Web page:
GammonWatch reveals disappointing support for British produce
The results from the National Pig Association’s (NPA) GammonWatch have shown that most retailers have low British shelf-facings on gammons.
Over the past four weeks, members of the NPA have surveyed 150 supermarkets in 68 towns and cities across the country, checking gammon displays. The results revealed that Asda was the worst when it came to supporting British gammon displays, with only 8% of shelf-facings not being imported.
“We know high street competition is intense at present, but surely Asda could at least match the hard discounters and display a reasonable number of British gammon lines,” said NPA chairman Richard Lister, who is also a pig producer in North Yorkshire.
“We recognise there is a glut of pork available on the continent at present, and the strength of sterling makes it available over here at a very attractive price. But if retailers want the convenience of a thriving British pig sector on their doorstep, producing reliable supplies 52 weeks of the year of a quality-assured, traceable, high-welfare product, then it’s essential they make a special effort to support British pig farmers, particularly at present when an increasing number are selling pigs at a loss.”
However, supermarkets Waitrose, Marks & Spencer (M&S) and The Co-operative were all found to be supportive of the British produce, with 100% British gammon at competitive prices, according to the findings.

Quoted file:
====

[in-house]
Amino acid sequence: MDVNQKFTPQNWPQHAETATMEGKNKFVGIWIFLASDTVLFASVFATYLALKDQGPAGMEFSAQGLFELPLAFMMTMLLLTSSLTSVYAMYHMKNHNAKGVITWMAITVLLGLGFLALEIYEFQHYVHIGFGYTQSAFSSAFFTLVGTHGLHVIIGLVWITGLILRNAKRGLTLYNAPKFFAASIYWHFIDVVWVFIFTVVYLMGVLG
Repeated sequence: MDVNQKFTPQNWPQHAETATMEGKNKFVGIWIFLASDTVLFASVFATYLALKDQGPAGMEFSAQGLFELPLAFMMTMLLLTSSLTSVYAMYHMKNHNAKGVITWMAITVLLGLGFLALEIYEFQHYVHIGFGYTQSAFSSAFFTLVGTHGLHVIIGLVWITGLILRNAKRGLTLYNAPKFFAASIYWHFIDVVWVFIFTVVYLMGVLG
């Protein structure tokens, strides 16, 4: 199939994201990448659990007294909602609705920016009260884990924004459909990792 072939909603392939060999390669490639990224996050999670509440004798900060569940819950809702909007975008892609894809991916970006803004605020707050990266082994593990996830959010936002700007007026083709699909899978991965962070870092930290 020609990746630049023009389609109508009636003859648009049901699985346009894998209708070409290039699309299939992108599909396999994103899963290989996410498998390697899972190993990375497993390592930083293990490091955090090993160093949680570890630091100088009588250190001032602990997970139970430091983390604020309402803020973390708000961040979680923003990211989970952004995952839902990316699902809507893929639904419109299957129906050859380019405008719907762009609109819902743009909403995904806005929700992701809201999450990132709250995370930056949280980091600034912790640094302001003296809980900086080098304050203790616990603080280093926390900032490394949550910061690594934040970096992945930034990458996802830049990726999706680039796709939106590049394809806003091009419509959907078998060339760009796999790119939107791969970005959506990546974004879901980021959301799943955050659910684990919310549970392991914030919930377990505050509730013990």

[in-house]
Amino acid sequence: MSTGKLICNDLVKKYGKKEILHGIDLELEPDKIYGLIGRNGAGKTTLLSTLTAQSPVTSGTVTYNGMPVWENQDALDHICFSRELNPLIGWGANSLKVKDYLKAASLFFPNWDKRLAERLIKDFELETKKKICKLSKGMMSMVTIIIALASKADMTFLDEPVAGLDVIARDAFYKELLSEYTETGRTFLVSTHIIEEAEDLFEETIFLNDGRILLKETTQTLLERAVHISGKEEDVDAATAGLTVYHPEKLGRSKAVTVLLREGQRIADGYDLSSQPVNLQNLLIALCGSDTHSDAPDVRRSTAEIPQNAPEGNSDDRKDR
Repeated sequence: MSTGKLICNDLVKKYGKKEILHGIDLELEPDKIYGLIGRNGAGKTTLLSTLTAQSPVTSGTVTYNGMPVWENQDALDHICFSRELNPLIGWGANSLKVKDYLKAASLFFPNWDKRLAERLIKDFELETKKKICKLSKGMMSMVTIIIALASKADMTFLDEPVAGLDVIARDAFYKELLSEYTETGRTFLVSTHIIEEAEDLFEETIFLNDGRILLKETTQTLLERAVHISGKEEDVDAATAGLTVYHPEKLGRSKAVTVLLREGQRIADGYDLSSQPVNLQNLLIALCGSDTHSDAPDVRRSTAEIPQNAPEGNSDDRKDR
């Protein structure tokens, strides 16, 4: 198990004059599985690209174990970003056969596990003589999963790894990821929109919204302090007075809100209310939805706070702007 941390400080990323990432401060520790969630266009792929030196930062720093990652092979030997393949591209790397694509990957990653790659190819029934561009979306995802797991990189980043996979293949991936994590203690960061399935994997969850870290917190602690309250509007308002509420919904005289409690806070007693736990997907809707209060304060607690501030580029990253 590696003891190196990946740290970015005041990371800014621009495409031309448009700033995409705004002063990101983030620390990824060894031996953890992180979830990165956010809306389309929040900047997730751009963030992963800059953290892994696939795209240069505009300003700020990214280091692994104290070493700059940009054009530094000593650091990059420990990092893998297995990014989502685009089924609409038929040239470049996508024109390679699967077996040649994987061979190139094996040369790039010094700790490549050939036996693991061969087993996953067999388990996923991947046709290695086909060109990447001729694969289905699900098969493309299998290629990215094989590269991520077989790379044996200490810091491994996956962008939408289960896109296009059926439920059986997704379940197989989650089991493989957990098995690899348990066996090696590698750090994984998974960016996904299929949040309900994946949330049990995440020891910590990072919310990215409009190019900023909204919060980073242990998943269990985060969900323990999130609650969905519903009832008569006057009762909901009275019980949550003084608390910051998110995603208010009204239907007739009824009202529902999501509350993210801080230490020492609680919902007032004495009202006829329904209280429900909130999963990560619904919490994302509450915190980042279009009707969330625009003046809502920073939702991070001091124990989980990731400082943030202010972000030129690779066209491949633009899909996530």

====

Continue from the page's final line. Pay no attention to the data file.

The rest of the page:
Meanwhile, Tesco was found to display 29% British gammon, although some stores had a higher offering than others.
Members of the ‘Hundred Percenters Club’ – retailers who source 100% fresh British pork – didn’t perform as well as expected. Morrisons only had 14% British shelf-facings on gammon, while Sainsbury’s was revealed to have 19%, although the NPA did say they recognised the supermarkets’ support in other pork categories.
Prior to the GammonWatch survey, PorkWatch surveyors recognised that discounter Aldi displayed 39% of British gammon facings, with 17% displayed by Lidl.
Findings showed that Lidl was now displaying 66% while Aldi unveiled its Christmas offer of one imported line and one premium British line, although in some stores the imported products were given more than one shelf-facing.
“Nobody is calling for 100% of British supermarkets to stock 100% British gammon,” said NPA chief executive Dr Zoe Davies. “But there are plenty of British pork legs available and we hope the poor performers will be much more supportive next year.
“Indeed, they could make amends by making a special effort to support British producers across all pork categories as we enter the New Year period, when the market always becomes very difficult.”
Davies highlighted that British pig producers have a reputation for their high-welfare husbandry. Whereas most continental pig producers confine their animals to stalls, British pig farmers “favour extensive production systems, where pigs are kept outdoors or in deep-strawed barns”.
Richard Longthorp, NPA’s vice-chairman, said this meant retailers needed to do more to support producers. “Producing high-welfare pigs outdoors or on straw carries a significant cost disadvantage and retailers must be mindful not to kill the golden goose,” he said.
“If they do, they will have let down their suppliers and they will have let down their customers who continue to demonstrate they want reasonably priced high-welfare, quality-assured British pork.”
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- Marks & Spencer
- National Pig Association
- The Co-operative
- dr zoe davies
- Richard Longthorp
- north yorkshire
- Richard Lister